“They’re just as wrong, according to your theory,” Sotomayor told Stewart. “I just think you’re dissimillating when you say that any ruling here wouldn’t have an effect on those.”
The Mississippi solicitor general noted that Roe and Casey are different from other decisions because they remain controversial.
Stewart also asserted that abortion rights are different than any other under the law because it involves the “taking of a life.”
Abortion rights groups countered that overturning Roe would be radically different from overturning, say, precedents upholding segregation, because it involves a contraction rather than an expansion of individual rights.
Elsewhere in Wednesday’s arguments, conservative justices raised the question of the rights of the fetus itself and the need to balance them with the rights of the pregnant individual.
Fears of illegitimacy: How will the court’s decision impact the public’s already dim view of the institution?
Many players during Wednesday’s arguments appeared concerned that this case could exacerbate the public‘s perception that the court is politically motivated.
Liberal justices said the court ignoring abortion precedent based almost entirely on a change in its ideological makeup would severely damage its standing in American society, while conservative justices said the best way for the court to maintain its credibility with Americans of varying views on abortion was to return the issue to the states.
Kagan said it was important to “prevent people from thinking that this Court is a political institution that will go back and forth depending on what part of the public yells loudest and preventing people from thinking that the Court will go back and forth depending on changes to the Court’s membership.”
She added that many past moves by the court to overrule precedents were driven by a conclusion that they were based on some misunderstanding or new facts developed from experience.
“Not much has changed since Roe and Casey,” Kagan said. “People think it’s right or wrong based on the things that they have always thought it was right and wrong for.”
Justice Brett Kavanaugh suggested the tensions in the case — and the underlying trade-off between the life of a pregnant person and a fetus — call for returning such decisions to individual states.
“Why should this court be the arbiter rather than Congress, the state legislatures, state supreme courts, the people being able to resolve this? And there will be different answers in Mississippi and New York, different answers in Alabama than California because they’re two different interests at stake and the people in those states might value those interests somewhat differently,” Kavanaugh said.
In recent years, Roberts has appeared keen on preserving the court’s credibility by minimizing decisions that would stir controversy, but he said that may not always be the best approach.
“It is certainly true that we cannot base our decision on whether they are popular with the people,” said Roberts, before criticizing a portion of the Supreme Court’s precedent in Planned Parenthood v. Casey. “It seemed to me to have a paradoxical conclusion that the more unpopular the decisions are, the firmer the Court should be in not departing from prior precedent–sort of a super stare decisis, but it’s super stare decisis for what are regarded by many as the most erroneous decisions.”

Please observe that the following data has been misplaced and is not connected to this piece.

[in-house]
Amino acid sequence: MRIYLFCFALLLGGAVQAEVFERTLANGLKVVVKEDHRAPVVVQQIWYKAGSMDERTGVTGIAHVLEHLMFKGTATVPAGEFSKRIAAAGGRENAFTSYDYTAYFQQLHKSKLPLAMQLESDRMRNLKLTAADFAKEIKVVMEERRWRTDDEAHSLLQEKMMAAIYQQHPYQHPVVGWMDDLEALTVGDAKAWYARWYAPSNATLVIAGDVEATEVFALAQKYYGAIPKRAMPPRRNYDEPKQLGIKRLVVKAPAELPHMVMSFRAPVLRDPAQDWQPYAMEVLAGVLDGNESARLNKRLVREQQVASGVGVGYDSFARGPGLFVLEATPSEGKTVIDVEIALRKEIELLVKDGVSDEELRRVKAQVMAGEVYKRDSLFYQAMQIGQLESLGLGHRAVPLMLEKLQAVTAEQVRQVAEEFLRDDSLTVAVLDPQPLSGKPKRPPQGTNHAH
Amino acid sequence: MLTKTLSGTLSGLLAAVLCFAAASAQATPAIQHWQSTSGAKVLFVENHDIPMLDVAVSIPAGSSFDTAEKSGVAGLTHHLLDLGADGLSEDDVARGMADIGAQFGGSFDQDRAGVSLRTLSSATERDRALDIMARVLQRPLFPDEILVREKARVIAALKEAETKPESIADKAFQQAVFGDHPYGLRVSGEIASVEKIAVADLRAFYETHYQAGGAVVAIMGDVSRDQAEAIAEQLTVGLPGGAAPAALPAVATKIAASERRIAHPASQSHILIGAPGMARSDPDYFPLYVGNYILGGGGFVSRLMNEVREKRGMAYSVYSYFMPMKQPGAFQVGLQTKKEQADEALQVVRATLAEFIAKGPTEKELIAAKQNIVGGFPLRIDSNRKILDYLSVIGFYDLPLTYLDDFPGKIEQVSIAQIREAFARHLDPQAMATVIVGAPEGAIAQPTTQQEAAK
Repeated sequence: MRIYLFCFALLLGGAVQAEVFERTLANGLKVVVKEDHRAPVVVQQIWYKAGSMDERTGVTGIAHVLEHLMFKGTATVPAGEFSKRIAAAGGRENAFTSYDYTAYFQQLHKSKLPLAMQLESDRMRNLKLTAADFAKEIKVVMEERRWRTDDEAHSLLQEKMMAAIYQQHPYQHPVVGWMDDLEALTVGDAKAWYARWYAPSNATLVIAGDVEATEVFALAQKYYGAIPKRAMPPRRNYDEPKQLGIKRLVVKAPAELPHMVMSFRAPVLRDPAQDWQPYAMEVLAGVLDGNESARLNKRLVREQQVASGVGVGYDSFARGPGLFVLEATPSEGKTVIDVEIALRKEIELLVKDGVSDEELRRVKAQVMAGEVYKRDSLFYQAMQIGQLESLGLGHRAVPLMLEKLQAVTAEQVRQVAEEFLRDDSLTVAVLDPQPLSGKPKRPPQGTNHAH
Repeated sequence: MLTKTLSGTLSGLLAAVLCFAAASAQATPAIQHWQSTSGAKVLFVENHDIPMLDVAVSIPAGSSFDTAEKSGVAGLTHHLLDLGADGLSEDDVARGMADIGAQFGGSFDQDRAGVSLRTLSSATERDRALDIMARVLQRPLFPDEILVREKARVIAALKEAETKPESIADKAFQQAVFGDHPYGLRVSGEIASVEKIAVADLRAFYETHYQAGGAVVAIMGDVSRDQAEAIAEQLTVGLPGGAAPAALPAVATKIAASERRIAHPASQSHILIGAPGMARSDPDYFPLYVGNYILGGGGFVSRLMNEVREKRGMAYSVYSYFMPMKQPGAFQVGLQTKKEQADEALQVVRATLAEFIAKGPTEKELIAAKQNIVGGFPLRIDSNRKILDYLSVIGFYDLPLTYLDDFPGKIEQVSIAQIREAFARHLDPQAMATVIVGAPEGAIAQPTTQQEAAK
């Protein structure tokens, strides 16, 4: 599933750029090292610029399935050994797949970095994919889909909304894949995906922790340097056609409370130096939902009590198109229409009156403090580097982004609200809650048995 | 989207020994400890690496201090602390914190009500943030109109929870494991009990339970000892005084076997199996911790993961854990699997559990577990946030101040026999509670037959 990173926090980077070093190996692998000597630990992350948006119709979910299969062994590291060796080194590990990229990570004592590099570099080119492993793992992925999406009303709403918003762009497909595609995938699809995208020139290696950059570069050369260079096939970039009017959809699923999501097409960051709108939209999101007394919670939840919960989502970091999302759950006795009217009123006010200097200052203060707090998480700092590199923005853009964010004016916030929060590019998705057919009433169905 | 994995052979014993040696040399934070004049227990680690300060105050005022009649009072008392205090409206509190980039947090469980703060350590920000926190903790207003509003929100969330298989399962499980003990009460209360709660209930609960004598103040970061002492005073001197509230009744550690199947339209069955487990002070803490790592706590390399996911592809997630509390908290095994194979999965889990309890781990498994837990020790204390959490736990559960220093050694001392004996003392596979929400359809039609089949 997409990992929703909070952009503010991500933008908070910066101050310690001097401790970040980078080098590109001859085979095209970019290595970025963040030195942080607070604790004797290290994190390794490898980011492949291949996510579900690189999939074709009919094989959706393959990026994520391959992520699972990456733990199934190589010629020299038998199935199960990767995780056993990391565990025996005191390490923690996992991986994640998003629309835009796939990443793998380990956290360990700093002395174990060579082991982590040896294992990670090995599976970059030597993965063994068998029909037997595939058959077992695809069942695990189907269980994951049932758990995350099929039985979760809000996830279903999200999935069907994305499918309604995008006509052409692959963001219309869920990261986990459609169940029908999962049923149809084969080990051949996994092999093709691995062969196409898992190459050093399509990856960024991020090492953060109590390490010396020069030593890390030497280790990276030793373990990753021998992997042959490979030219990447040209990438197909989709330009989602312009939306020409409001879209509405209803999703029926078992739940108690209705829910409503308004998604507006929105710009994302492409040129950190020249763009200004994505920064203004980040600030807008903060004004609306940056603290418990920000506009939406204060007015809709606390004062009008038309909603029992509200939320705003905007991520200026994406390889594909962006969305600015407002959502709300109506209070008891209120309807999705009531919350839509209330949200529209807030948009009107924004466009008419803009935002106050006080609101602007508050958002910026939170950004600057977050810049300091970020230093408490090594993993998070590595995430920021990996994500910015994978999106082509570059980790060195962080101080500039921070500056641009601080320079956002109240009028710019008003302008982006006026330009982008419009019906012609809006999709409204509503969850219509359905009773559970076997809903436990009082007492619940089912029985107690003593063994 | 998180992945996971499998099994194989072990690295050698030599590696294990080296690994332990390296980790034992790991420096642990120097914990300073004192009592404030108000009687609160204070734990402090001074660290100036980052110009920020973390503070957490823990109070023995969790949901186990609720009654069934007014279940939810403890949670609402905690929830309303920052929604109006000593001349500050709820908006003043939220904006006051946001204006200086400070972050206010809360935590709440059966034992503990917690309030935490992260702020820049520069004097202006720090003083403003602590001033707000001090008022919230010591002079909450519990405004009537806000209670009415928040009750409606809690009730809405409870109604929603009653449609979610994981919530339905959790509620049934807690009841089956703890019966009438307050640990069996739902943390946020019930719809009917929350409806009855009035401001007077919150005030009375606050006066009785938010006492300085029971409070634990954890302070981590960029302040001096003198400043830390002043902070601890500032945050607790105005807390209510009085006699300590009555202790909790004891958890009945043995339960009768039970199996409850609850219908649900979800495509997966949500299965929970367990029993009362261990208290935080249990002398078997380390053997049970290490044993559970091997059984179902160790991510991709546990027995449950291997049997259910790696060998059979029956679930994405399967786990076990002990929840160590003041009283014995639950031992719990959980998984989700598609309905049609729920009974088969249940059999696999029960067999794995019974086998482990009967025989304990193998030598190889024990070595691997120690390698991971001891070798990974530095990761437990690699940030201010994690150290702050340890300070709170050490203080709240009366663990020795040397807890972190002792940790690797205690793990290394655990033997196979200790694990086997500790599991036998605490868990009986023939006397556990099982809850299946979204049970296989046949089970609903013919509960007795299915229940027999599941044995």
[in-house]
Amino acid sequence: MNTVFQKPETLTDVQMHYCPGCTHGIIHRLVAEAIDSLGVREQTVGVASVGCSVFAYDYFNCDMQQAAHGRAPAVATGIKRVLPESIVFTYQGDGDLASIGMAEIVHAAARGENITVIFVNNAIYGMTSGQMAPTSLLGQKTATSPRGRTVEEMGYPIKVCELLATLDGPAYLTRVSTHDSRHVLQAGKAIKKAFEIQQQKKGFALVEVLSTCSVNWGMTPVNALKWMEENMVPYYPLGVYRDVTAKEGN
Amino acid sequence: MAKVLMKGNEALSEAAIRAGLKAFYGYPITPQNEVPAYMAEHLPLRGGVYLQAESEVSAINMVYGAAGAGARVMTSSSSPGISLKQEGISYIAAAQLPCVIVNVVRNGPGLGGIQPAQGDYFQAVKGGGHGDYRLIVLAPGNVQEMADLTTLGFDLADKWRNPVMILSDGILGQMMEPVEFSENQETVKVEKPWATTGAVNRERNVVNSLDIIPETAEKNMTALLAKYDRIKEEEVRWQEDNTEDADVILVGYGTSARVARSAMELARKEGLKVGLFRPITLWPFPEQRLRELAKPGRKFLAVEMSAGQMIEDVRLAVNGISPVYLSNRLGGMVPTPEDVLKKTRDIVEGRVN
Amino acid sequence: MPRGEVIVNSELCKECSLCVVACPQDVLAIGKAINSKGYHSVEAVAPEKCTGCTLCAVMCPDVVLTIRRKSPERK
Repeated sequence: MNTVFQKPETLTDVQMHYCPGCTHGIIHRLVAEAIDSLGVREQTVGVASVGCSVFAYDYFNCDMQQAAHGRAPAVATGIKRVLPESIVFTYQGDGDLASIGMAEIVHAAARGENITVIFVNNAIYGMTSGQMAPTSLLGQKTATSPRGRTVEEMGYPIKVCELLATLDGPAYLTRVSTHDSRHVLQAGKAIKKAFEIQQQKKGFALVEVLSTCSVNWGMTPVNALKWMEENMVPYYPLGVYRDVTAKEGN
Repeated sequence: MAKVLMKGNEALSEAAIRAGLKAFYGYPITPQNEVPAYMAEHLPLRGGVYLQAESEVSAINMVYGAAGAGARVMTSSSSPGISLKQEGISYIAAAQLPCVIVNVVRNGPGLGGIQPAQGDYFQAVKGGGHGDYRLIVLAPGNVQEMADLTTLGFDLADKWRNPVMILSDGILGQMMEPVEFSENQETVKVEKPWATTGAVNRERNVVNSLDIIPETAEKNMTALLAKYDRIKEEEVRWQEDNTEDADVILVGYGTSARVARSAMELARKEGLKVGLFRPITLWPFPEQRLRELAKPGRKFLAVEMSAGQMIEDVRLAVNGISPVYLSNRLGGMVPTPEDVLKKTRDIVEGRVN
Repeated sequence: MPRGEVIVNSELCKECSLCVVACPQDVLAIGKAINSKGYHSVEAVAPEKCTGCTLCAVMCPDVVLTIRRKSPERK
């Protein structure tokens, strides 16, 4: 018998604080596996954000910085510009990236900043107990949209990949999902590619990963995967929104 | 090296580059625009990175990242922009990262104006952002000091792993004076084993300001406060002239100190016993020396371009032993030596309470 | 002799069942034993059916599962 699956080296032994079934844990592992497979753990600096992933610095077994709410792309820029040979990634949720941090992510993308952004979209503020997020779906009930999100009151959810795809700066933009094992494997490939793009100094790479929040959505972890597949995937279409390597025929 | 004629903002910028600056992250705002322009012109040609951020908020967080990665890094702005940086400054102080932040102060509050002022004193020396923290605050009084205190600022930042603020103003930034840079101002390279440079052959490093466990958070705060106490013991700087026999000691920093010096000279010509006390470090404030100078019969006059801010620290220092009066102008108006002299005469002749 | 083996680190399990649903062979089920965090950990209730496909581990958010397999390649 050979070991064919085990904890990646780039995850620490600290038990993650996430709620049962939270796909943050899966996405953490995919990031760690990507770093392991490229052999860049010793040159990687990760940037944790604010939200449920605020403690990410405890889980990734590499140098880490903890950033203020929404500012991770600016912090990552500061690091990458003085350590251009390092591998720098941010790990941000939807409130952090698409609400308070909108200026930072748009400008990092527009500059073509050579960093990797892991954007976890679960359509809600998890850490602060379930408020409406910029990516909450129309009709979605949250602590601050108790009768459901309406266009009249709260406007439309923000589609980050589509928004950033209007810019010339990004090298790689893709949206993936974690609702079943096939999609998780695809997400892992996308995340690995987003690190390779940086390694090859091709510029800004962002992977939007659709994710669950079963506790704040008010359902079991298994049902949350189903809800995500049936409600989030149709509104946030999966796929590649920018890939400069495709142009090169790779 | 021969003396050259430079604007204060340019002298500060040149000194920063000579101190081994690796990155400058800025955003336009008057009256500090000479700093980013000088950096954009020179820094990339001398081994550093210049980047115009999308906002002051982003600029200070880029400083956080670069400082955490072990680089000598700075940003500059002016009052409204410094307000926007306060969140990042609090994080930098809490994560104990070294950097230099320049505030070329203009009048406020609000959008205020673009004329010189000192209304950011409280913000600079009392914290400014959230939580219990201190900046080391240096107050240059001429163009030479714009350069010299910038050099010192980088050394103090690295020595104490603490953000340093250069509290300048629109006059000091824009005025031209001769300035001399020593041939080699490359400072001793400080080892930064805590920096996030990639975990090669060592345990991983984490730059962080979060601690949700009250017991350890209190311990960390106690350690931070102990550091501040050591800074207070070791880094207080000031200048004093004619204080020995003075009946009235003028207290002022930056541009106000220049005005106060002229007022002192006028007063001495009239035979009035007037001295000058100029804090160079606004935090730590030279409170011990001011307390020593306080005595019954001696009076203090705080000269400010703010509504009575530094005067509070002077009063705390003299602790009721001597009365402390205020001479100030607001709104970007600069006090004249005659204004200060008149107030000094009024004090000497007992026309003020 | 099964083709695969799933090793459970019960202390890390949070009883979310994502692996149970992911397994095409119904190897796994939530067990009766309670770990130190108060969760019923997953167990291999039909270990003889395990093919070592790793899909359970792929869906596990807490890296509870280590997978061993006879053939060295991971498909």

Overturning Roe wouldn’t stop the abortion wars. It would ramp them up.
In pushing for the Supreme Court to limit abortion rights, conservative justices, lawyers and lawmakers asserted that a ruling upholding Mississippi’s 15-week ban or even overturning Roe v. Wade would tamp down the fights over the procedure that have roiled the country for decades.
Kavanaugh suggested that the court “should return to a position of neutrality on that contentious social issue rather than continuing to pick sides,” by which he meant abolishing Roe and allowing states to decide whether and how to ban abortion.
Sen. Bill Cassidy (R-La.) is among several GOP lawmakers echoing this sentiment, telling reporters on Capitol Hill earlier this week that “the Mississippi law actually has the ability to bring Americans together” because it splits the difference between people who want abortion banned entirely and those who want no restrictions on the procedure.
But advocates on both sides of the case made it clear that such a ruling would only inflame the ongoing battle. Many groups on the right are already pushing sweeping state-level bans in anticipation of Roe falling, while groups on the left say they would continue fighting for abortion access with whatever legal rights they have left at the state and federal levels.
Ryan Anderson, president of the conservative Ethics and Public Policy Center, stressed that that a decision overturning Roe v. Wade wouldn’t implement policies favored by social conservatives, just create opportunity to lobby for them.
“That’s not the end of the pro-life movement. That’s the beginning of the pro-life movement,” he said. “It’s an opportunity for pro-lifers at the political level to pass good laws.”
Rikelman said her firm and others “will not stop trying to fight for women’s ability to make this decision” and are preparing to use state and federal laws on privacy, gender equality and personal liberty to fight the expected wave of new bans. They and other groups are also pushing state and federal lawmakers to adopt abortion rights protections should Roe be overturned.